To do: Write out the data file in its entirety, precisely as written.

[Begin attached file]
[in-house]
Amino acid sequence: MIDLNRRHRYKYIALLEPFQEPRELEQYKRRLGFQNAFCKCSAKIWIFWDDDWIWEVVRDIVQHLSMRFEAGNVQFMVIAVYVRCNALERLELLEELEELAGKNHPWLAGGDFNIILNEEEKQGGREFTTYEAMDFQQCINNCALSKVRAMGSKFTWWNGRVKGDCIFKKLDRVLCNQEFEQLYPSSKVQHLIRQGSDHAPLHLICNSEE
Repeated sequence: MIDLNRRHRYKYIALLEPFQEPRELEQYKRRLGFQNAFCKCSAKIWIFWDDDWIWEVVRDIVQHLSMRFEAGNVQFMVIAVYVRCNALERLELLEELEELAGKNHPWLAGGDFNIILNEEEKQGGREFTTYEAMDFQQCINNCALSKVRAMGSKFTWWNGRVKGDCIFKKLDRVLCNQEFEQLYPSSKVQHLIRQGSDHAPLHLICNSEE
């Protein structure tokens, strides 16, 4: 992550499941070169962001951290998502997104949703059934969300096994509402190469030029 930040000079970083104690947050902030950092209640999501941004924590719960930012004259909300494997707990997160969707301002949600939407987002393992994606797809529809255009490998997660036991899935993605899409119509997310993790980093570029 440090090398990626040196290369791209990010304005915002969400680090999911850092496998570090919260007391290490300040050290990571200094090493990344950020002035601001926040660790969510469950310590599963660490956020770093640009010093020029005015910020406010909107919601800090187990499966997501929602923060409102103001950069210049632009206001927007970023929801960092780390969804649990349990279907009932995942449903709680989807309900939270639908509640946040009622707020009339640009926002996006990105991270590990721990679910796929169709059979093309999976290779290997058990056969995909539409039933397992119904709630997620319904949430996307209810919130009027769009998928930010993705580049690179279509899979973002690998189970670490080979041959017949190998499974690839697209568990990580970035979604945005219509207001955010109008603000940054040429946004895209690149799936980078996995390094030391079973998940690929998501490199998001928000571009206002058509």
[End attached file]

[in-house]
Amino acid sequence: MIDLNRRHRYKYIALLEPFQEPRELEQYKRRLGFQNAFCKCSAKIWIFWDDDWIWEVVRDIVQHLSMRFEAGNVQFMVIAVYVRCNALERLELLEELEELAGKNHPWLAGGDFNIILNEEEKQGGREFTTYEAMDFQQCINNCALSKVRAMGSKFTWWNGRVKGDCIFKKLDRVLCNQEFEQLYPSSKVQHLIRQGSDHAPLHLICNSEE
Repeated sequence: MIDLNRRHRYKYIALLEPFQEPRELEQYKRRLGFQNAFCKCSAKIWIFWDDDWIWEVVRDIVQHLSMRFEAGNVQFMVIAVYVRCNALERLELLEELEELAGKNHPWLAGGDFNIILNEEEKQGGREFTTYEAMDFQQCINNCALSKVRAMGSKFTWWNGRVKGDCIFKKLDRVLCNQEFEQLYPSSKVQHLIRQGSDHAPLHLICNSEE
């Protein structure tokens, strides 16, 4: 992550499941070169962001951290998502997104949703059934969300096994509402190469030029 930040000079970083104690947050902030950092209640999501941004924590719960930012004259909300494997707990997160969707301002949600939407987002393992994606797809529809255009490998997660036991899935993605899409119509997310993790980093570029 440090090398990626040196290369791209990010304005915002969400680090999911850092496998570090919260007391290490300040050290990571200094090493990344950020002035601001926040660790969510469950310590599963660490956020770093640009010093020029005015910020406010909107919601800090187990499966997501929602923060409102103001950069210049632009206001927007970023929801960092780390969804649990349990279907009932995942449903709680989807309900939270639908509640946040009622707020009339640009926002996006990105991270590990721990679910796929169709059979093309999976290779290997058990056969995909539409039933397992119904709630997620319904949430996307209810919130009027769009998928930010993705580049690179279509899979973002690998189970670490080979041959017949190998499974690839697209568990990580970035979604945005219509207001955010109008603000940054040429946004895209690149799936980078996995390094030391079973998940690929998501490199998001928000571009206002058509």